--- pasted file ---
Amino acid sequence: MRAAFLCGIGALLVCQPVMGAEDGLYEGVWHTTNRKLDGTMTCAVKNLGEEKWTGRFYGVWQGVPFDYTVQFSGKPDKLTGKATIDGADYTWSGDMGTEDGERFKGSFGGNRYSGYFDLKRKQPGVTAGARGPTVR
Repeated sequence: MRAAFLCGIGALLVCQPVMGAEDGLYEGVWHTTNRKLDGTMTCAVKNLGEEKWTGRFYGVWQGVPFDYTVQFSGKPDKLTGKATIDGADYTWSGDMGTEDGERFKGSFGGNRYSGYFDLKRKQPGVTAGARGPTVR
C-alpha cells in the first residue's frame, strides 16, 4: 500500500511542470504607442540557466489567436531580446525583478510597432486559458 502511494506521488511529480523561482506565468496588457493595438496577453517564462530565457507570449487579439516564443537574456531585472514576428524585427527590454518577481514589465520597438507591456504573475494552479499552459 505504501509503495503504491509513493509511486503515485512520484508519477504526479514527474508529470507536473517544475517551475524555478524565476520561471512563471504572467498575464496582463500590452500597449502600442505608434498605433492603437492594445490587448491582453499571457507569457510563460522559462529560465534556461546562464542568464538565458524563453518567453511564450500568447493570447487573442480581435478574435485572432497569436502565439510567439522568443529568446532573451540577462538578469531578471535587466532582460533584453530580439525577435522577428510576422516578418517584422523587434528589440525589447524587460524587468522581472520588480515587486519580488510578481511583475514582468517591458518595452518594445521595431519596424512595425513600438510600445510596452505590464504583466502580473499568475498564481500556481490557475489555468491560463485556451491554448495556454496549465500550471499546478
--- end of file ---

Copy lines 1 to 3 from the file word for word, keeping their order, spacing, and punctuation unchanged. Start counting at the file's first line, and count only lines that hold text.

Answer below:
Amino acid sequence: MRAAFLCGIGALLVCQPVMGAEDGLYEGVWHTTNRKLDGTMTCAVKNLGEEKWTGRFYGVWQGVPFDYTVQFSGKPDKLTGKATIDGADYTWSGDMGTEDGERFKGSFGGNRYSGYFDLKRKQPGVTAGARGPTVR
Repeated sequence: MRAAFLCGIGALLVCQPVMGAEDGLYEGVWHTTNRKLDGTMTCAVKNLGEEKWTGRFYGVWQGVPFDYTVQFSGKPDKLTGKATIDGADYTWSGDMGTEDGERFKGSFGGNRYSGYFDLKRKQPGVTAGARGPTVR
C-alpha cells in the first residue's frame, strides 16, 4: 500500500511542470504607442540557466489567436531580446525583478510597432486559458 502511494506521488511529480523561482506565468496588457493595438496577453517564462530565457507570449487579439516564443537574456531585472514576428524585427527590454518577481514589465520597438507591456504573475494552479499552459 505504501509503495503504491509513493509511486503515485512520484508519477504526479514527474508529470507536473517544475517551475524555478524565476520561471512563471504572467498575464496582463500590452500597449502600442505608434498605433492603437492594445490587448491582453499571457507569457510563460522559462529560465534556461546562464542568464538565458524563453518567453511564450500568447493570447487573442480581435478574435485572432497569436502565439510567439522568443529568446532573451540577462538578469531578471535587466532582460533584453530580439525577435522577428510576422516578418517584422523587434528589440525589447524587460524587468522581472520588480515587486519580488510578481511583475514582468517591458518595452518594445521595431519596424512595425513600438510600445510596452505590464504583466502580473499568475498564481500556481490557475489555468491560463485556451491554448495556454496549465500550471499546478